The nationwide Energy Mix transmitted by UK DNOs

As we embrace innovation in renewable technology, energy storage and smart homes, you might wonder just how much energy (and what sort) is being transmitted at any given point by the DNOs to power these projects. Well, there is a place that you can find out exactly that!

Welcome to Gridwatch, a website that pulls real-time data (within 5 minutes) on the UK grid consumption throughout the day and night. The website collects data from Elexon and Sheffield University showing daily, weekly, monthly, and yearly energy usage including imported resources (from France, Ireland, The Netherlands & Belgium), giving insight into areas such as nuclear, coal, CCGT, solar, wind, hydro and others. It also presents the opportunity to deep-dive into statistical analysis since 2011, giving an opportunity to see how the consumption of power has evolved since it began.

What are the main indicators in Gridwatch?

  • Demand: This is referring to the energy used by the UK in its entirety but excludes exports. By knowing the demand of energy used in a country it can directly influence the required distribution of energy required, technology involved and geolocation.

    When a country has an increased demand that cannot be consistently delivered an amber warning indicates that other resources such as renewables or imports can intermittently leverage the required amount.

  • Frequency: With most electricals running at 50Hz across homes and businesses within the UK, energy generators are synchronised to transmit electrical power distribution accordingly, though this can vary slightly.

    The incline and decline in demand can have a significant strain on the frequency and generate a domino effect on the Grid. A lower frequency means the demand could potentially be higher than what is being generated so there is a constant balance required to ensure the consistency of power remains.
  • CCGT: Combined Cycle Gas Turbines are an efficient use of energy and its distribution. Where the gas turbine uses a process of combining highly heated compressed air and fuel to create a motion of power to a generator and in turn convert energy into electricity.

    CCGT have multiple uses when attributing to demand on the grid, due to the speed in which they can get online (generally in under one hour) they can be used during peak demand periods and where the reliability of wind is not guaranteed and requires a balance.

    You might have expected to see coal as one of the indicators but it doesn’t feature in the UK power mix currently as CCGT Gas is so much cheaper to use. Coal-fired power stations have increasingly been taken offline and decommissioned because of the environmental pollution and limited fossil fuel resources – it remains a back-up in the event of demand/frequency not matching and other power sources not being able to fill the gaps within the required timeframe.

  • Wind: Where the use of wind farms (a group of wind turbines) both onshore and offshore are used to produce a regulated output of energy in line with grid requirements. The figure displayed on the website is the aggregated contribution of metered wind farms only.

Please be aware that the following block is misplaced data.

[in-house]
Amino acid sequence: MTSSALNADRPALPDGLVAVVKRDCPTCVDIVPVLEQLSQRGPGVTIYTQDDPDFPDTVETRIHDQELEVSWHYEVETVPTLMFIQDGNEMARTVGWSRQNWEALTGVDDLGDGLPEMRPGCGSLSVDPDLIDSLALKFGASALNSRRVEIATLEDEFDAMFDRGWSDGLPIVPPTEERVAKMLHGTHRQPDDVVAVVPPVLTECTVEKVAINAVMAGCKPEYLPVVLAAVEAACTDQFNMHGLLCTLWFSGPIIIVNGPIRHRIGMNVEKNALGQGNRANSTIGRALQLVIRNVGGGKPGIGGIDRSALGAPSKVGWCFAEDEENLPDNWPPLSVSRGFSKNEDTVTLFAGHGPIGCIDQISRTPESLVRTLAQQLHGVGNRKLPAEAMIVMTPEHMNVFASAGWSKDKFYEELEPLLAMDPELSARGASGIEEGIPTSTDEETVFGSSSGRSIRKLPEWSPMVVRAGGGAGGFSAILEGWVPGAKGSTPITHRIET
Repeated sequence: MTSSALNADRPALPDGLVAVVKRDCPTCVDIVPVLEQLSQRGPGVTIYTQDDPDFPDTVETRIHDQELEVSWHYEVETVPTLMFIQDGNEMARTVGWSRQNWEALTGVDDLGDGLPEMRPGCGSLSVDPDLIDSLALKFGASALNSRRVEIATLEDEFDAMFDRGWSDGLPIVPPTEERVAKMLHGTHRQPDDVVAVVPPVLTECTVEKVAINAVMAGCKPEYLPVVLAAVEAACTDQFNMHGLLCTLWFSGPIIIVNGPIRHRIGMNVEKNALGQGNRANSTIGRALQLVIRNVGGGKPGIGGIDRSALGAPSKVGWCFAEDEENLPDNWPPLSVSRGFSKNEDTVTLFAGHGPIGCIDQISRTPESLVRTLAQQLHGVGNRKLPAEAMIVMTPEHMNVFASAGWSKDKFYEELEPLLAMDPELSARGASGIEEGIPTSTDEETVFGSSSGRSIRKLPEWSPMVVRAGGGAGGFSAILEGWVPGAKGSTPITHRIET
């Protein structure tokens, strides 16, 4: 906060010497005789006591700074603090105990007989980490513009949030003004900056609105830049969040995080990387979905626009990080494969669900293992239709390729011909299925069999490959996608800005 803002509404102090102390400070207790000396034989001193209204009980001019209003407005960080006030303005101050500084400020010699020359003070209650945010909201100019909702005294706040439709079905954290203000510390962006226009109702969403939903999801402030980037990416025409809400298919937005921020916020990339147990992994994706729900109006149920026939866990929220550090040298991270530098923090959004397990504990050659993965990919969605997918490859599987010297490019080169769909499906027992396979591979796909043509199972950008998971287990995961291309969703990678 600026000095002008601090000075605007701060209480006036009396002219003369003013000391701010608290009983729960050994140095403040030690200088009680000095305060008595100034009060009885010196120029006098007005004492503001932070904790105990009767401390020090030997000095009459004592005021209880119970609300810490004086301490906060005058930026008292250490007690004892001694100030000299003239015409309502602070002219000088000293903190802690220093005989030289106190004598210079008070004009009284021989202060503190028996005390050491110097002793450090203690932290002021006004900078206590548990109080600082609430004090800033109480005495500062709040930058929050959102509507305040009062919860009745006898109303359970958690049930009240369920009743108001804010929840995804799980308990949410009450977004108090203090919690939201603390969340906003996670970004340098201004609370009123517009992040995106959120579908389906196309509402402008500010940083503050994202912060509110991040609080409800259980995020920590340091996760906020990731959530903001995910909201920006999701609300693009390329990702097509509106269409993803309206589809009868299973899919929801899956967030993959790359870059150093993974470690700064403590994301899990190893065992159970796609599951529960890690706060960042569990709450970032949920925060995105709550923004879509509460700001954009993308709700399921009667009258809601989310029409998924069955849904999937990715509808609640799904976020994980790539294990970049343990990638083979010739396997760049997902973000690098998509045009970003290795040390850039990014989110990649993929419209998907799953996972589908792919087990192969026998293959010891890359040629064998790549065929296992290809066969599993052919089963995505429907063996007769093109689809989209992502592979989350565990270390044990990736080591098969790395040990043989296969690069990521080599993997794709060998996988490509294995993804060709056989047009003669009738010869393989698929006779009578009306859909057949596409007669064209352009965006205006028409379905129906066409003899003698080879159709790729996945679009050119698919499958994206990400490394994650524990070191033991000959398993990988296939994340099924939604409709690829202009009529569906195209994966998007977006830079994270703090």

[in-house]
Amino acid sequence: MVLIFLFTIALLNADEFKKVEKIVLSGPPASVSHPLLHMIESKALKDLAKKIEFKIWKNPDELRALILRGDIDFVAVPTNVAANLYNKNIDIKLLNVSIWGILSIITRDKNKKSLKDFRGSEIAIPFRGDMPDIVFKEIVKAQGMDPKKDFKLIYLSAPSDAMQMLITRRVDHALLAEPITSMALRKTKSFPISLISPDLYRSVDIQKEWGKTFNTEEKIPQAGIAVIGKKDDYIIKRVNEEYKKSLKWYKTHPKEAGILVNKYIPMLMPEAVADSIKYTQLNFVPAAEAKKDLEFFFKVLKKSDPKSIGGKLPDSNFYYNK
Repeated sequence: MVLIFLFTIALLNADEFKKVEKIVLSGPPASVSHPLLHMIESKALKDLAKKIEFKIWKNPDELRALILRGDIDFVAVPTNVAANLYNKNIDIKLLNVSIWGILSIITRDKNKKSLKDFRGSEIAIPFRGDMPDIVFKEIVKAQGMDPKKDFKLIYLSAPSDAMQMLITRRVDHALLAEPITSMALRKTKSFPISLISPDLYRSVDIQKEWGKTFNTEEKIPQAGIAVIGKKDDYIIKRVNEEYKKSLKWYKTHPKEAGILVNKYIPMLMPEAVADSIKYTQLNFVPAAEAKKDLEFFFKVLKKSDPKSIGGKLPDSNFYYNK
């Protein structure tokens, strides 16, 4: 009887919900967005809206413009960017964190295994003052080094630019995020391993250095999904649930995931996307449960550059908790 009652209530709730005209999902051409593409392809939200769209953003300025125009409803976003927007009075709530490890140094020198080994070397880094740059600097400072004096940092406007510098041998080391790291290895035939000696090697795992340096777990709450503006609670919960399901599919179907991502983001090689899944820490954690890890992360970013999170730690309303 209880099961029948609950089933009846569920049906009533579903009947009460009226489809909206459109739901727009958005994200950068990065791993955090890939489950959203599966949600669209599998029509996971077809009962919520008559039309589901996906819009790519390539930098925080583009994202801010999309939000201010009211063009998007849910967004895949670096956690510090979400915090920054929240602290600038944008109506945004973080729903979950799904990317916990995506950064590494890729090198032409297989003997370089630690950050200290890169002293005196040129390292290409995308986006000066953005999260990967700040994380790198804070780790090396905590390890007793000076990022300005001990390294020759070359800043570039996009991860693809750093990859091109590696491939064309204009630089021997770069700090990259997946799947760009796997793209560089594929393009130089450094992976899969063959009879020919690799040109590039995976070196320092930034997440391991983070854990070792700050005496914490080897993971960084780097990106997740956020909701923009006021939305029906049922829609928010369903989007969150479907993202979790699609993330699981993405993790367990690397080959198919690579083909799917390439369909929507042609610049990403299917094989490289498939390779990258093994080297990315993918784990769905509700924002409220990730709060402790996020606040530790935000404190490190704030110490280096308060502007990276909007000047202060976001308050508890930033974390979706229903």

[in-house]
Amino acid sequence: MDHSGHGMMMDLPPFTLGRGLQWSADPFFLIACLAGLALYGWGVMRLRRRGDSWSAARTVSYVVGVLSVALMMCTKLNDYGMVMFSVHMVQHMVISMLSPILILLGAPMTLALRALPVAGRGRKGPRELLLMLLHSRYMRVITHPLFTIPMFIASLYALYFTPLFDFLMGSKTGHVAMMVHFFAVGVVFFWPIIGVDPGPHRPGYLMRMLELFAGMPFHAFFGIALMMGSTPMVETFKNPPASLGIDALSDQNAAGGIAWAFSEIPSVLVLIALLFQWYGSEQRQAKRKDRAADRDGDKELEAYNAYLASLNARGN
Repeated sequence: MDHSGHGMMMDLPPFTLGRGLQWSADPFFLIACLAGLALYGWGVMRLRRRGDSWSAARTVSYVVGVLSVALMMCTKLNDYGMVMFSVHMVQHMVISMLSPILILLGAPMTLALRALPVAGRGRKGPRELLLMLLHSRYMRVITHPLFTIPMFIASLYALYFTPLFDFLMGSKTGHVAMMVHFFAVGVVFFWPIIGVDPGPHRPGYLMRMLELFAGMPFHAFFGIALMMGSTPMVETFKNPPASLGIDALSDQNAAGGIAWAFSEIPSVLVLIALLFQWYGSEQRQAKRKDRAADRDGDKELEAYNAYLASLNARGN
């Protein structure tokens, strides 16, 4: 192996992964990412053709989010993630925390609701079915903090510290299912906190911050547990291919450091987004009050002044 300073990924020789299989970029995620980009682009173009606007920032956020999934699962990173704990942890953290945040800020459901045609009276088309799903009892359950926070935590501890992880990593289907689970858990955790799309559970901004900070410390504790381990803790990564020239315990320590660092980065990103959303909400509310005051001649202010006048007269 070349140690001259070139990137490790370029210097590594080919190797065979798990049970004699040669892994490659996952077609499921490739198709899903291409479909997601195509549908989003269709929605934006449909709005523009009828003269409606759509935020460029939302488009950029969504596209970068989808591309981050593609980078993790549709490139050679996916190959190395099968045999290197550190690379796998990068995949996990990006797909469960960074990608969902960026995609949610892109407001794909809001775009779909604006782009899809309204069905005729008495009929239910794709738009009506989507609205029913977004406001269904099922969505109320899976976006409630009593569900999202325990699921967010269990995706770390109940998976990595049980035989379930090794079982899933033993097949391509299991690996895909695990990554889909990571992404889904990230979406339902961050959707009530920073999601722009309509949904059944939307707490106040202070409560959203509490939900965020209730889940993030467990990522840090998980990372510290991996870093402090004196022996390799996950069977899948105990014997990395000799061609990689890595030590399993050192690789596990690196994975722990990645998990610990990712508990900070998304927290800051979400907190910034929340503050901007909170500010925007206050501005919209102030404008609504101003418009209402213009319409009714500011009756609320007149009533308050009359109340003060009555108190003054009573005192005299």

Although wind turbines are known to generate energy up to 80% of the time, due to the constant fluctuations in wind they run at varying capacity and can be shut down during high winds to avoid damage.  The largest UK offshore wind farm is the Siemens-Gamesa Hornsea One, producing up to 1218MW and located in the North Sea. The Clyde wind farm is the largest onshore, located in South Lanarkshire, Scotland and capable of producing 522MW

  • Biomass: These power stations use a similar process to that in gas power stations, biomass power plants mostly use direct combustion to generate electricity from organic waste materials. They are a growing percentage of the energy mix – as of 2020 the UK sits behind China, Brazil, USA, India and Germany as the biggest producers/users of bioenergy according to IRENA, the International Renewable Energy Agency.

    Did you know that the largest biomass power plant is Drax Units 1-4 in North Yorkshire – it’s a 2.6GW capacity pellet fuel plant that’s been retrofitted from a coal-fired station. It retains capability for 1.29GW of coal fired power.

  • Nuclear: Still accounting for up to 20% of the power mix (at least until 2025 when capacity will be halved as plants are retired), there are 8 sites with a total of 15 reactors: seven sites are AGRs (Advanced Gas-cooled Reactor) including Hinkley Point, Hunterston B, Dungeness B and Torness, and one is PWR (Pressurised Water Reactor) at Sizewell B. According to the website variations in the chart readings are generally indicators of refuelling or maintenance.

    Interestingly, there is no centralised measurement of solar power input into the grid – the Gridwatch data provides an estimate of capacities. Hydroelectric and Pumped Storage play a very small role in UK Power – the world leaders in this are China (with the Three Gorges Dam), Brazil (the Itaipu Dam) and USA.

At a time of technological boom, with ever-increasing demands for power and data in an on-demand, always-on environment, this data gives us the chance to break down the energy mix that powers all we do. As every data point is tracked and measured we are literally seeing history in the making.